Tip #3: Use your gut

If you find yourself questioning a link or wondering where an email or message is coming from, chances are you already know something is amiss. Don’t ignore warning signs (pop-ups, numerous links, “act right now” aggressive call-to-actions, unfamiliar senders, etc.) and be wary of clicking on anything or responding with information.

Look out for spelling and format errors in the content suspicious emails. Scammers may try to fool you into thinking they are trustworthy by making slight changes you may overlook (i.e. vs. If you are still unsure, contact the company directly by phone.

In many cases, hackers attack and steal from online accounts for monetary gain, or in some cases, simply because they can.

Tip #4: Be aware of less obvious scams on social media

“Your bank account has been compromised” 

“Click this link and tag five friends in the comments to gain more followers.”

You’ve likely seen these messages before, and hopefully you’ve ignored them. This practice, also known as “life-jacking” or “life-hacking”, may sound too good to be true and almost always is. Hackers prey on users’ desire to amass a large following on their accounts and drop these traps in order to expand their own network of potential cyber-victims. These links can automatically appear on your news feed, download malware onto your device, or gather financial information during “free trials”.

Regularly changing your passwords, installing anti-virus software, and taking a second look at your privacy settings are small steps you can take now to ensure the security of your social media accounts. Hackers and scammers are smarter than you think though, and they’ll use other various clever methods to trick you out of your information. Feel like you can outsmart them? Take our social media security quiz to test your expertise!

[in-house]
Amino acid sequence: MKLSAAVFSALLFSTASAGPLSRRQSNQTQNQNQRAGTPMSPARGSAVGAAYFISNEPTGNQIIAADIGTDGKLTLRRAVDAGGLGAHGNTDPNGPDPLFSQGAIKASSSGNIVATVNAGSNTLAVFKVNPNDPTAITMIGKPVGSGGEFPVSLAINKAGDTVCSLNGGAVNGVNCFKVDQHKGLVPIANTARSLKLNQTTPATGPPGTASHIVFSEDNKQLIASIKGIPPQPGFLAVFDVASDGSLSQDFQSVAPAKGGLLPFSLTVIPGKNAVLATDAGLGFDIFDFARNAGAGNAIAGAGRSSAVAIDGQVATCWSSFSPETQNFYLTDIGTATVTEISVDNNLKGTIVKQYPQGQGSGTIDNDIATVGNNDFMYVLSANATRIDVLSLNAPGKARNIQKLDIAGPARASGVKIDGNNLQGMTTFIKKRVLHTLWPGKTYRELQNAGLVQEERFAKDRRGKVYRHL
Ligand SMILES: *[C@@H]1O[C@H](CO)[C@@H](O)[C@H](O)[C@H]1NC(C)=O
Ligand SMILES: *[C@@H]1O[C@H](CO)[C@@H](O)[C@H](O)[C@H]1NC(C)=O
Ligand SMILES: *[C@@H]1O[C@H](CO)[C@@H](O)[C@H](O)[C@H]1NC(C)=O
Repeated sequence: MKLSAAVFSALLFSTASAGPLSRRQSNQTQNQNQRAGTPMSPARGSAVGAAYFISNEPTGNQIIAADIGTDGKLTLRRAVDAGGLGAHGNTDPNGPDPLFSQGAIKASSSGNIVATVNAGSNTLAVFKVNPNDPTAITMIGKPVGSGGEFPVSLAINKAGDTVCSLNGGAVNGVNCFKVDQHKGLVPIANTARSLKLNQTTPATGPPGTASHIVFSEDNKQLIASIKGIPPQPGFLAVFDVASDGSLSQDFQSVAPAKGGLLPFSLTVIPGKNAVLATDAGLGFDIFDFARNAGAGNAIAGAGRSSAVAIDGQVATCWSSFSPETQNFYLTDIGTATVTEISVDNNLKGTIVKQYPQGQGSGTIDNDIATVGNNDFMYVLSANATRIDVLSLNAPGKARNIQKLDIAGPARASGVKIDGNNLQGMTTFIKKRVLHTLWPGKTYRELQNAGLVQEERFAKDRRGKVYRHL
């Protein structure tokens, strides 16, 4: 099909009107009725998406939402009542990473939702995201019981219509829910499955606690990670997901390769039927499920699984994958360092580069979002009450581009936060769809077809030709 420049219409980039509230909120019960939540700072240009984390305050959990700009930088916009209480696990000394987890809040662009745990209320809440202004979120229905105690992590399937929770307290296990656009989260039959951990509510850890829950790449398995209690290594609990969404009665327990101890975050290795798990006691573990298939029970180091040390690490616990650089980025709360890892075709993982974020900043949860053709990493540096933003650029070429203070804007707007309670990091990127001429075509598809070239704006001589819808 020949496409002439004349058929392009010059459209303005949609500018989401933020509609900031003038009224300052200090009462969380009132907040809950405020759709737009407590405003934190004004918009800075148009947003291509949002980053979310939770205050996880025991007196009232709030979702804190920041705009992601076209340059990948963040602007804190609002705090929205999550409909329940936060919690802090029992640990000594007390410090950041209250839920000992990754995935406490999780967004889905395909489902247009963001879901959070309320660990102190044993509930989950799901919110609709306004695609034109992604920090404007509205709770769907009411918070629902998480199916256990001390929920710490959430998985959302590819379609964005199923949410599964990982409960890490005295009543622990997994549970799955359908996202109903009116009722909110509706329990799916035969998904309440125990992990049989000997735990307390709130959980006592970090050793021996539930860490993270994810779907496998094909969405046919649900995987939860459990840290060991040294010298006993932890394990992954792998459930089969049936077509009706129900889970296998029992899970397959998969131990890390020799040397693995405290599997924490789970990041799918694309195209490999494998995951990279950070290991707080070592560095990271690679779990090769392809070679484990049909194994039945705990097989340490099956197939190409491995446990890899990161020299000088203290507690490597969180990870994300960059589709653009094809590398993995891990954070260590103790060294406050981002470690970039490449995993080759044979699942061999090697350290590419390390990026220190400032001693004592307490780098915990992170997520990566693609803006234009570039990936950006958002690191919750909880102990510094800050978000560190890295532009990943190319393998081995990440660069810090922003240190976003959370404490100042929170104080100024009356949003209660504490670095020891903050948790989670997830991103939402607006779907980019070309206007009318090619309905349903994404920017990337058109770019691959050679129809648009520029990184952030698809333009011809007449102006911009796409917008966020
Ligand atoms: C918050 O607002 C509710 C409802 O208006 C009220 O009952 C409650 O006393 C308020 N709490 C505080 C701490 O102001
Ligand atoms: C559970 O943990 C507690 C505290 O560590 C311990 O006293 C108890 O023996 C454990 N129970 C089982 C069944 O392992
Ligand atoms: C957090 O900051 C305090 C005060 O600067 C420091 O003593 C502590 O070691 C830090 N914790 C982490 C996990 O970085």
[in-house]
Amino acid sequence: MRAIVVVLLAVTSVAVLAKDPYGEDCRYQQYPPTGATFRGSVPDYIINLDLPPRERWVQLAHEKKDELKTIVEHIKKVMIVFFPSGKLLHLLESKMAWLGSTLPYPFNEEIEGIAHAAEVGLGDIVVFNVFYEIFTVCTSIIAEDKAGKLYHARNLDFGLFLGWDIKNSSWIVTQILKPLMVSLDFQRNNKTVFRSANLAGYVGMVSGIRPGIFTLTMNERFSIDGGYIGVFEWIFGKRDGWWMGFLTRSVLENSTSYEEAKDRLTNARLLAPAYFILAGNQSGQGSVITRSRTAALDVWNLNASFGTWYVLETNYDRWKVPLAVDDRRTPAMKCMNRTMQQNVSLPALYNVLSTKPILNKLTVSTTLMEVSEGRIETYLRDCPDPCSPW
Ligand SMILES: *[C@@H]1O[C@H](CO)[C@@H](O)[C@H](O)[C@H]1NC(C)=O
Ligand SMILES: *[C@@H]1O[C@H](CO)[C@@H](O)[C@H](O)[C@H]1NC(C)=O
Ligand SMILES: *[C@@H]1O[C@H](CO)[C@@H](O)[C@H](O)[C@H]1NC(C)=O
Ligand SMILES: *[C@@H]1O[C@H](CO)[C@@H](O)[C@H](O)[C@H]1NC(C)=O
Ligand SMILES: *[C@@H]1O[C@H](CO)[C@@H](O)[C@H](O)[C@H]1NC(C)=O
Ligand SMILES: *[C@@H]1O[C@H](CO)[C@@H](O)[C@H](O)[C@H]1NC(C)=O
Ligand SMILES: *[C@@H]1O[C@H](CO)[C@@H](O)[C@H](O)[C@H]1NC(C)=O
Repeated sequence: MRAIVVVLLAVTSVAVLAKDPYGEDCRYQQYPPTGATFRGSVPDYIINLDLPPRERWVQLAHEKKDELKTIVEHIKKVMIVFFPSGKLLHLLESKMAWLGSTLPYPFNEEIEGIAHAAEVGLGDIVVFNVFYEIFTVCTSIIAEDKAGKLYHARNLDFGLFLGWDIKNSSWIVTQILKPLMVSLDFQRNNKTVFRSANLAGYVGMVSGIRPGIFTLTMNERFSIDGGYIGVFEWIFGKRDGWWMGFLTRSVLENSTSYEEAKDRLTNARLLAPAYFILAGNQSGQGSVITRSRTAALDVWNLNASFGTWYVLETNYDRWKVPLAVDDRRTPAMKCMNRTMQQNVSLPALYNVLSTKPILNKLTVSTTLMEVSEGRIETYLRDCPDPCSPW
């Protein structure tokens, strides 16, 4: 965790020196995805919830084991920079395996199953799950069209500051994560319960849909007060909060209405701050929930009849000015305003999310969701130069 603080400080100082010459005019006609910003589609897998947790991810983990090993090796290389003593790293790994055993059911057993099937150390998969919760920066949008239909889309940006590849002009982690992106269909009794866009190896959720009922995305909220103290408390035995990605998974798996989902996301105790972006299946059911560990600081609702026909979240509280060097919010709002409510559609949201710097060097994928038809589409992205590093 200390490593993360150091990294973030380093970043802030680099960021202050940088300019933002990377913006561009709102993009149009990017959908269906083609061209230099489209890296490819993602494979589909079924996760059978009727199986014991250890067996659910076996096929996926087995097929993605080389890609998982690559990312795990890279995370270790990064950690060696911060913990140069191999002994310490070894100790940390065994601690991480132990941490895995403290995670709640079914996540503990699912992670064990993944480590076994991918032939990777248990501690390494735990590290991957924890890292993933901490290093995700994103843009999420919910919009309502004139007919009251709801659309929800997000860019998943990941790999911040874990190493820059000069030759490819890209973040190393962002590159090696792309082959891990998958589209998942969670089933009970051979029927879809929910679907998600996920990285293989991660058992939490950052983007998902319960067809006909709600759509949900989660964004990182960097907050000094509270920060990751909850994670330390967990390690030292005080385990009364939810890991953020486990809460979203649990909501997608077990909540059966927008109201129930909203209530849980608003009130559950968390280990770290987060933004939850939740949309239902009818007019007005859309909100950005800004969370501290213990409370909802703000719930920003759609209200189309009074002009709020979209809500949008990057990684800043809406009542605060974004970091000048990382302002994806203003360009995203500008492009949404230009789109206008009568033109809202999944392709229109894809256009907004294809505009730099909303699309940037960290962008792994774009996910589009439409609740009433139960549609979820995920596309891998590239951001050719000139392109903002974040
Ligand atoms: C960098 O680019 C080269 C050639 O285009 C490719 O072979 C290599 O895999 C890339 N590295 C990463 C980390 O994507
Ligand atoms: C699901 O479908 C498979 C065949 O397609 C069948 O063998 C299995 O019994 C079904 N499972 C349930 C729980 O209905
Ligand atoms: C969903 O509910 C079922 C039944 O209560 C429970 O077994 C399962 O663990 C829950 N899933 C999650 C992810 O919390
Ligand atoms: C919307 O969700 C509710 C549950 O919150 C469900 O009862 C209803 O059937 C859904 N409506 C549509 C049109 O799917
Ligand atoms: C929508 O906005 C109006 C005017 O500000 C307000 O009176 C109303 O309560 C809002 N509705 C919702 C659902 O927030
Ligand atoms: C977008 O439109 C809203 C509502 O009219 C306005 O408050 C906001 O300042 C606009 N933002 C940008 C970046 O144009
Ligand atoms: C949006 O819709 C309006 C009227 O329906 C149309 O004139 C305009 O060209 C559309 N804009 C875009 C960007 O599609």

The post How to Keep Your Data Secure When You (and Hackers) Live on Social Media appeared first on MoneyWise.

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Multiple trucking violations by Humboldt semi driver noted in government report Canadian Underwriter





MELFORT, Sask. – A Saskatchewan government report says the driver of a semi-truck should not have been on the road the day he flew through a stop sign and caused a crash with the Humboldt Broncos team bus.

The report filed during the sentencing hearing for Jaskirat Singh Sidhu notes 51 violations of federal trucking regulations on drivers’ hours and 19 violations of Saskatchewan trip inspection rules.

It includes the 11 days prior to the April 6, 2018, crash at a rural intersection that killed 16 people and injured 13 others.

The wreckage of a fatal collision, involving a bus carrying the Humboldt Broncos junior hockey team, outside of Tisdale, Sask., is seen Saturday, April, 7, 2018. THE CANADIAN PRESS/Jonathan Hayward

“If Jaskirat Singh Sidhu had been stopped and inspected on April 6, 2018, prior to the incident he would have been placed under a 72-hour out-of-service declaration … preventing him from operating a commercial vehicle,” says the report.

The document is signed by two senior Saskatchewan government officials and is included in the RCMP’s forensic collision reconstruction report.

It expresses concerns about the distances Singh was driving as well as the amount of time he took off to rest.

The report notes that if Singh had accurately documented his time at work on April 1 it ‘would have resulted in the driver being in violation of the maximum on-duty time of 14 hours for the day.”

The report says questions remain about what happened the day of the crash.

“We have strong concerns regarding the timelines of Jaskirat Singh Sidhu’s day on April 6, 2018, as there are unanswered questions as a result of the incomplete log on that day,” it says.

“The identified mileage and distances required to travel to the locations identified in the log and known locations also cause concerns.”